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Volume 13, 2015

Volume 12, 2014

Volume 11, 2013

Volume 10, 2012

Volume 9, 2011

Volume 8, 2010

Volume 7, Issue 2, Fall 2009

Volume 7, Issue 1, Spring 2009

Volume 6, Issue 2, Fall 2008

Volume 6, Issue 1, Spring 2008

Volume 5, Issue 2, Fall 2007

Volume 5, Issue 1, Spring 2007

Volume 4, Issue 2, Fall 2006

All volumes produced prior to Volume 4, Issue 2, Fall 2006 are available only in print. Please contact Dr. Hanh Nguyen at hnguyen@hpu.edu for further information.

The Hawaii Pacific University TESOL Working Paper Series is licensed under the Creative Commons Attribution-Noncommercial-No Derivative Works 3.0 United States License. To view a copy of this license, visit http://creativecommons.org/licenses/by-nc-nd/3.0/us/ or send a letter to Creative Commons, 171
Second Street, Suite 300, San Francisco, California, 94105, USA.

Cover image: "Calligraphy I," watercolor painting by Barbara Kellogg, 2011. Reproduced with permission from the artist.


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ISSN 2573-1467

The TESOL Working Paper Series publishes papers related to the field of second language teaching, particularly the teaching of English to Speakers of Other Languages (TESOL). It is published annually by the TESOL programs in the Department of English and Applied Linguistics at Hawaii Pacific University.



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Volume 14, 2016
: Hanh thi Nguyen
Assistant Editor
: Justin Pannell

Hanh thi Nguyen


Research Articles

How globalism is represented in English textbooks in Japan
Kazu Hanashiro
Awase Special Needs School, Okinawa, Japan

ABSTRACT: This paper explores the portrayal of countries and cultural elements in Japanese EFL high-school textbooks, which may contribute to students’ awareness of the varieties of English and understanding of other cultures. Based on Kachru’s three-concentric-circle model of English in the world, I examined three textbooks from Japan in order to demonstrate the extent to which English language varieties and cultures are presented to EFL students. The textbooks used were approved by the Ministry of Education, Culture, Sports, Science and Technology (MEXT) in 2013 and have been used in Japanese high schools since April 2014. The findings reveal that these three textbooks are likely to emphasize mostly Inner Circle countries at the expense of Outer Circle countries, and to a lesser extent, Expanding Circle countries. This suggests that certain changes to English textbooks in Japan should be implemented in order to increase students’ awareness of the varieties of English spoken in Outer and Expanding Circle countries.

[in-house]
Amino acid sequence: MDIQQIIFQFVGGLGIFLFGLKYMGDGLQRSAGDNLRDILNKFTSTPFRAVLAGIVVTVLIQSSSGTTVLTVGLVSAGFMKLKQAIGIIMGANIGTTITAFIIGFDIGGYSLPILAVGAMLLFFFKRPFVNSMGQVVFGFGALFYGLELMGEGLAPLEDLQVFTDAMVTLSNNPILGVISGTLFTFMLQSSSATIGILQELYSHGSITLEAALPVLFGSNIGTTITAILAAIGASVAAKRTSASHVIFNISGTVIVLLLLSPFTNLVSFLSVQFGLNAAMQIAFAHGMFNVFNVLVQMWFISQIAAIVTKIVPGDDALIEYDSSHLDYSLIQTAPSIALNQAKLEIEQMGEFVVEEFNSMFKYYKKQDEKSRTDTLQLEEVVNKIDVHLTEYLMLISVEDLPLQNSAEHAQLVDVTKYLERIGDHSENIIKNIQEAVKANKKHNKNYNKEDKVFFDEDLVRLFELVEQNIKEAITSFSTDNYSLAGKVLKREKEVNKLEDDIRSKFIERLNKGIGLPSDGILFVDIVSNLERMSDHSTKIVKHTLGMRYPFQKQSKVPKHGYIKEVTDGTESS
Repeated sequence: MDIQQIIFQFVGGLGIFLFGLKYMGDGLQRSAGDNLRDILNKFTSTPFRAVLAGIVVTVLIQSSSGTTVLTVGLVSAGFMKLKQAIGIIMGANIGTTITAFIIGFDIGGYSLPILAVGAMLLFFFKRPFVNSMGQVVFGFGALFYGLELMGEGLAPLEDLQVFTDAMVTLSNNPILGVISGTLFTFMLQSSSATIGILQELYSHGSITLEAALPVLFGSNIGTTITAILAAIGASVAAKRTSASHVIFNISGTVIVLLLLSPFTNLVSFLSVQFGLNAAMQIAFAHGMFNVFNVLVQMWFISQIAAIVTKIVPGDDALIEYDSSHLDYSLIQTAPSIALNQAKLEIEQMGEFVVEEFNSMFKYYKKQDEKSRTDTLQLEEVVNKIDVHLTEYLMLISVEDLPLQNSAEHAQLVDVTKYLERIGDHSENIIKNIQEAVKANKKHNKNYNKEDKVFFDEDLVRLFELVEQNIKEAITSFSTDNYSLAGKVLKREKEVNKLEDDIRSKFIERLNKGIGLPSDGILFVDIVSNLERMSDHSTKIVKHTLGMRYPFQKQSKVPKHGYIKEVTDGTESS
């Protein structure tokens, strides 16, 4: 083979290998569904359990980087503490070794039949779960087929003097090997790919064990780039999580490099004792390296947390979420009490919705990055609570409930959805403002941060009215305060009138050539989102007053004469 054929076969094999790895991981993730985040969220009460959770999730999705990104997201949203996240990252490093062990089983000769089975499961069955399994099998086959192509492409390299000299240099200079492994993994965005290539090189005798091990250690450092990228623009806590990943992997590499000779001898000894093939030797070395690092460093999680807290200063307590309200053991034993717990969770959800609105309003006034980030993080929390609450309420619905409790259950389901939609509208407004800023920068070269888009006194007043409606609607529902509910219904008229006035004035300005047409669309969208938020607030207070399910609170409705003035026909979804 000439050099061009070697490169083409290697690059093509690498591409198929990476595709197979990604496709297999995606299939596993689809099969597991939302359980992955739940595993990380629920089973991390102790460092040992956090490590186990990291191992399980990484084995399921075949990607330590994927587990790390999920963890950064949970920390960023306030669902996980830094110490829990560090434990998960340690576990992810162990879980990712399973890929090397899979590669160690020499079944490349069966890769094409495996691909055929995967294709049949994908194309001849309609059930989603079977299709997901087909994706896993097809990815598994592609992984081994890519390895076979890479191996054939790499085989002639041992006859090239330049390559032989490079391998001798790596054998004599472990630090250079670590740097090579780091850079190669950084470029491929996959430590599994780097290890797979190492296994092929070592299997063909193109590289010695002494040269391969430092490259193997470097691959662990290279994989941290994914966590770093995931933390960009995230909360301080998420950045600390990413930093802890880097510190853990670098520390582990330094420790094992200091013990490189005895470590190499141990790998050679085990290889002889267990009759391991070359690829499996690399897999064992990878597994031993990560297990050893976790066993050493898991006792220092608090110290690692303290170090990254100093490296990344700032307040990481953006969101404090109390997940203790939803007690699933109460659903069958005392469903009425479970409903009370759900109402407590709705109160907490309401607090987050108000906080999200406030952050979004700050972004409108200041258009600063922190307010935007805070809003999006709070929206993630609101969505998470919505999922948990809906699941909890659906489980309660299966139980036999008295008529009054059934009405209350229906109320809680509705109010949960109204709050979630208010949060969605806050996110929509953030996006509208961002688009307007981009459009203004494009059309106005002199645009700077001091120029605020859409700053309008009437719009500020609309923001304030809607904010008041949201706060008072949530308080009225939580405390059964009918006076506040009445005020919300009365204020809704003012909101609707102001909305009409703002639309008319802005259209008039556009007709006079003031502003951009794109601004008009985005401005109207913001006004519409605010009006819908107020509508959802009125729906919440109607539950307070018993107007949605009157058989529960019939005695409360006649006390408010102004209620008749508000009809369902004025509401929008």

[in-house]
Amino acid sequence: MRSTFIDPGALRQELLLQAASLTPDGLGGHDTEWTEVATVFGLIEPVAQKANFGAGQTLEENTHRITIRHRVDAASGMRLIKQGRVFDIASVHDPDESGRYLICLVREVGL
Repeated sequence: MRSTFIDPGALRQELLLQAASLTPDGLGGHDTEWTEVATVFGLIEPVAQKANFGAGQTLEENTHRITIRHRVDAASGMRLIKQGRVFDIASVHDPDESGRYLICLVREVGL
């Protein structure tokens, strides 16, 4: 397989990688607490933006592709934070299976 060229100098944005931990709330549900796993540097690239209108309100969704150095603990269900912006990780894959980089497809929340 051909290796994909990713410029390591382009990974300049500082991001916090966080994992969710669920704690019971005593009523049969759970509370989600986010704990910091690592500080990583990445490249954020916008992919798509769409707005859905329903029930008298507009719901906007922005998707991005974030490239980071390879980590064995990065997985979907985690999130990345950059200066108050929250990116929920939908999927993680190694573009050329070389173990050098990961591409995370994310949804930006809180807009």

English loanwords and made-in-Japan English in Japanese
Mariko Hatanaka & Justin Pannell
Hawaiʻi Pacific University, USA

ABSTRACT: English-derived words (EDWs), either English loanwords or made-in-Japan English expressions, are ubiquitous throughout the Japanese lexicon. Though educators may exploit them to aid vocabulary learning, their meanings often diverge from their words of origin, and many EDWs are not used in most English-speaking contexts. This study surveyed six native speakers of Japanese (NSJ) and six native speakers of English (NSE) to examine participants’ knowledge of the meanings of both English words with Japanese equivalents and made-in-Japan EDWs. These NSJs often assigned English words the meaning of Japanese EDWs and were unaware that many EDWs are not used in most English-speaking contexts. We investigated the attitudes that NSJs maintain towards made-in-Japan EDWs. Reactions were mixed. We proffered several explanations for why this was the case. The pedagogical implications are that English language teachers must be cautious when using EDWs to build vocabulary. We suggested several ways that this learning strategy can be judiciously employed.

What does Pidgin sound like today?
Cheyenne Low
Hawai‘i Pacific University, USA

ABSTRACT: The purpose of this paper is to illustrate the features of Hawai‘i Creole English (HCE, or “Pidgin” as commonly known in Hawaii) through an interview with a local Pidgin speaker. The paper describes and discusses the phonological, lexical, syntactic, and pragmatic features of the speaker’s HCE, exemplified by transcribed excerpts and audio samples from the interview. In addition, the paper analyzes the speaker’s attitudes toward HCE and discusses them in the social context of Hawai‘i. The paper concludes with implications for language teaching.

Phonological difficulties encountered by Italian learners of English: An error analysis
Anne Wheelock
Hawaiʻi Pacific University, USA